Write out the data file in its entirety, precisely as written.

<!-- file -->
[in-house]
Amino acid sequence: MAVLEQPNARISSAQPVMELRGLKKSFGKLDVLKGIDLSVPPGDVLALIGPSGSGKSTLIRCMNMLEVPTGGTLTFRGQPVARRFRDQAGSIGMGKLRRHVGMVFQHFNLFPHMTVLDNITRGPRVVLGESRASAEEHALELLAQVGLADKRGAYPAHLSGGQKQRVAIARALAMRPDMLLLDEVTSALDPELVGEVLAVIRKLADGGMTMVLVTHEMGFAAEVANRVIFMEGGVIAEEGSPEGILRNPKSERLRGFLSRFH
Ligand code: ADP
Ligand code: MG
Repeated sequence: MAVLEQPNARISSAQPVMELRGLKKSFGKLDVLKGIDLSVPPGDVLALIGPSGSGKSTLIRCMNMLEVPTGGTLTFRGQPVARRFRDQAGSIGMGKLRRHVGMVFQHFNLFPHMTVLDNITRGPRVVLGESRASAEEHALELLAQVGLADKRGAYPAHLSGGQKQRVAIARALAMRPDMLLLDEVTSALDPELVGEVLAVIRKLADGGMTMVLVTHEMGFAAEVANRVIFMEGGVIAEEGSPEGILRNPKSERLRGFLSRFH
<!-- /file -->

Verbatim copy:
[in-house]
Amino acid sequence: MAVLEQPNARISSAQPVMELRGLKKSFGKLDVLKGIDLSVPPGDVLALIGPSGSGKSTLIRCMNMLEVPTGGTLTFRGQPVARRFRDQAGSIGMGKLRRHVGMVFQHFNLFPHMTVLDNITRGPRVVLGESRASAEEHALELLAQVGLADKRGAYPAHLSGGQKQRVAIARALAMRPDMLLLDEVTSALDPELVGEVLAVIRKLADGGMTMVLVTHEMGFAAEVANRVIFMEGGVIAEEGSPEGILRNPKSERLRGFLSRFH
Ligand code: ADP
Ligand code: MG
Repeated sequence: MAVLEQPNARISSAQPVMELRGLKKSFGKLDVLKGIDLSVPPGDVLALIGPSGSGKSTLIRCMNMLEVPTGGTLTFRGQPVARRFRDQAGSIGMGKLRRHVGMVFQHFNLFPHMTVLDNITRGPRVVLGESRASAEEHALELLAQVGLADKRGAYPAHLSGGQKQRVAIARALAMRPDMLLLDEVTSALDPELVGEVLAVIRKLADGGMTMVLVTHEMGFAAEVANRVIFMEGGVIAEEGSPEGILRNPKSERLRGFLSRFH